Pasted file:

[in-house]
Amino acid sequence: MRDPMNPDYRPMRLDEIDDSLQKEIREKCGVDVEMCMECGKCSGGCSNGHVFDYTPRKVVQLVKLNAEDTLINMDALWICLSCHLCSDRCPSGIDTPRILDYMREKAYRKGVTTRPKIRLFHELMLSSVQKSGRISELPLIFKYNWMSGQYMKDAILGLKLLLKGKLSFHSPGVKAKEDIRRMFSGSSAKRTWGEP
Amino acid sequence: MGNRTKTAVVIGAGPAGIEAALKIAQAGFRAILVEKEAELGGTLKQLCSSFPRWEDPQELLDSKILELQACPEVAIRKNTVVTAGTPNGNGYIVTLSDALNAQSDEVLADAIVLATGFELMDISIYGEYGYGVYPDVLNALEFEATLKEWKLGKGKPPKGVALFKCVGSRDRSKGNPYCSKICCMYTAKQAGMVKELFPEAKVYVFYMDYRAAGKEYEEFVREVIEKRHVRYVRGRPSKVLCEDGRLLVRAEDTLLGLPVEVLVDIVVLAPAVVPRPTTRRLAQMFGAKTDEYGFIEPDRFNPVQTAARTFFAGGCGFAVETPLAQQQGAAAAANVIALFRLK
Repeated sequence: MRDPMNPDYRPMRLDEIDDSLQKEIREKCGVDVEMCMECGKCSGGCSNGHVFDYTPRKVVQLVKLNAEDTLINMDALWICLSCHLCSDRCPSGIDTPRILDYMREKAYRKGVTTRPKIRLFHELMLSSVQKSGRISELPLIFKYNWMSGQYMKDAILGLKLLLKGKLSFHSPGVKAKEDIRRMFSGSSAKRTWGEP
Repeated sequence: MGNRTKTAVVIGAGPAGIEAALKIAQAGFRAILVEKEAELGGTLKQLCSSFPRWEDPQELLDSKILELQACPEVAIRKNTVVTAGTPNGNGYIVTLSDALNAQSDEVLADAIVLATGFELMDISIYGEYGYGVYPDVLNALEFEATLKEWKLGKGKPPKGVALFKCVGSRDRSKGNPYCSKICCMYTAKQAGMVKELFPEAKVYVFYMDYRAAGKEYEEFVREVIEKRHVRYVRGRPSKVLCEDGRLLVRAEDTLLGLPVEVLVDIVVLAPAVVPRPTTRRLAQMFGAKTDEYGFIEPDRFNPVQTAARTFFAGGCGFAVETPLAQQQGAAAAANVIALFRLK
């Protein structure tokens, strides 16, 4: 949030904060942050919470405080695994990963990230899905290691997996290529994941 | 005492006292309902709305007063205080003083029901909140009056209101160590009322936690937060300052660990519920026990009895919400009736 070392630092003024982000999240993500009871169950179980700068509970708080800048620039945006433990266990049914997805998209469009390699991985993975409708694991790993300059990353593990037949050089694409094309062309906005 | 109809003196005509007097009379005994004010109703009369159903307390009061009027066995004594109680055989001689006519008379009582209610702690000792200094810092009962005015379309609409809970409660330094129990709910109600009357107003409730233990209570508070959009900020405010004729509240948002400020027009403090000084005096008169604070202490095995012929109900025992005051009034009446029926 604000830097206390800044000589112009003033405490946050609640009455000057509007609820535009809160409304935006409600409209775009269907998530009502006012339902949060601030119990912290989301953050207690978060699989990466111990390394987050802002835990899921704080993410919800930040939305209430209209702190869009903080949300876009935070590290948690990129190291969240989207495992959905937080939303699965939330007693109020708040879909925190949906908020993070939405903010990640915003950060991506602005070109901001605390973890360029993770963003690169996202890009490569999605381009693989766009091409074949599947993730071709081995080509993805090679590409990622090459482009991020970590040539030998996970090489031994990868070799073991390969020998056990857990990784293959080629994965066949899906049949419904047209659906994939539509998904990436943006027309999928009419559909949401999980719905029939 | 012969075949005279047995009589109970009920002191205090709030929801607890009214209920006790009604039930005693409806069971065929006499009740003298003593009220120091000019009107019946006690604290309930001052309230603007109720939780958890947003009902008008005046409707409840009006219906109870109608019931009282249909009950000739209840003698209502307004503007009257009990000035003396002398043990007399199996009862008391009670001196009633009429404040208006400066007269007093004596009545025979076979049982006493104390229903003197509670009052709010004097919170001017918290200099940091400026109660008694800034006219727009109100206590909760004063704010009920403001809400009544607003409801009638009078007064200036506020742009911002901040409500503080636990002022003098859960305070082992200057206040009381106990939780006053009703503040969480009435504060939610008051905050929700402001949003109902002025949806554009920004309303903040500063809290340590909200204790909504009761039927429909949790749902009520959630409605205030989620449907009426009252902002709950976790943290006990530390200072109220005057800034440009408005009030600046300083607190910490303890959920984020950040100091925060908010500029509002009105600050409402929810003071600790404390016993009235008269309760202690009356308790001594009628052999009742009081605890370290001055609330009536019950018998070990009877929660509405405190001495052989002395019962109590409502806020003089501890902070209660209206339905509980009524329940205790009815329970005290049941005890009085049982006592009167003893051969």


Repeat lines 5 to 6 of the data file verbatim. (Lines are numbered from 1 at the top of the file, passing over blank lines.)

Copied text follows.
Repeated sequence: MGNRTKTAVVIGAGPAGIEAALKIAQAGFRAILVEKEAELGGTLKQLCSSFPRWEDPQELLDSKILELQACPEVAIRKNTVVTAGTPNGNGYIVTLSDALNAQSDEVLADAIVLATGFELMDISIYGEYGYGVYPDVLNALEFEATLKEWKLGKGKPPKGVALFKCVGSRDRSKGNPYCSKICCMYTAKQAGMVKELFPEAKVYVFYMDYRAAGKEYEEFVREVIEKRHVRYVRGRPSKVLCEDGRLLVRAEDTLLGLPVEVLVDIVVLAPAVVPRPTTRRLAQMFGAKTDEYGFIEPDRFNPVQTAARTFFAGGCGFAVETPLAQQQGAAAAANVIALFRLK
């Protein structure tokens, strides 16, 4: 949030904060942050919470405080695994990963990230899905290691997996290529994941 | 005492006292309902709305007063205080003083029901909140009056209101160590009322936690937060300052660990519920026990009895919400009736 070392630092003024982000999240993500009871169950179980700068509970708080800048620039945006433990266990049914997805998209469009390699991985993975409708694991790993300059990353593990037949050089694409094309062309906005 | 109809003196005509007097009379005994004010109703009369159903307390009061009027066995004594109680055989001689006519008379009582209610702690000792200094810092009962005015379309609409809970409660330094129990709910109600009357107003409730233990209570508070959009900020405010004729509240948002400020027009403090000084005096008169604070202490095995012929109900025992005051009034009446029926 604000830097206390800044000589112009003033405490946050609640009455000057509007609820535009809160409304935006409600409209775009269907998530009502006012339902949060601030119990912290989301953050207690978060699989990466111990390394987050802002835990899921704080993410919800930040939305209430209209702190869009903080949300876009935070590290948690990129190291969240989207495992959905937080939303699965939330007693109020708040879909925190949906908020993070939405903010990640915003950060991506602005070109901001605390973890360029993770963003690169996202890009490569999605381009693989766009091409074949599947993730071709081995080509993805090679590409990622090459482009991020970590040539030998996970090489031994990868070799073991390969020998056990857990990784293959080629994965066949899906049949419904047209659906994939539509998904990436943006027309999928009419559909949401999980719905029939 | 012969075949005279047995009589109970009920002191205090709030929801607890009214209920006790009604039930005693409806069971065929006499009740003298003593009220120091000019009107019946006690604290309930001052309230603007109720939780958890947003009902008008005046409707409840009006219906109870109608019931009282249909009950000739209840003698209502307004503007009257009990000035003396002398043990007399199996009862008391009670001196009633009429404040208006400066007269007093004596009545025979076979049982006493104390229903003197509670009052709010004097919170001017918290200099940091400026109660008694800034006219727009109100206590909760004063704010009920403001809400009544607003409801009638009078007064200036506020742009911002901040409500503080636990002022003098859960305070082992200057206040009381106990939780006053009703503040969480009435504060939610008051905050929700402001949003109902002025949806554009920004309303903040500063809290340590909200204790909504009761039927429909949790749902009520959630409605205030989620449907009426009252902002709950976790943290006990530390200072109220005057800034440009408005009030600046300083607190910490303890959920984020950040100091925060908010500029509002009105600050409402929810003071600790404390016993009235008269309760202690009356308790001594009628052999009742009081605890370290001055609330009536019950018998070990009877929660509405405190001495052989002395019962109590409502806020003089501890902070209660209206339905509980009524329940205790009815329970005290049941005890009085049982006592009167003893051969």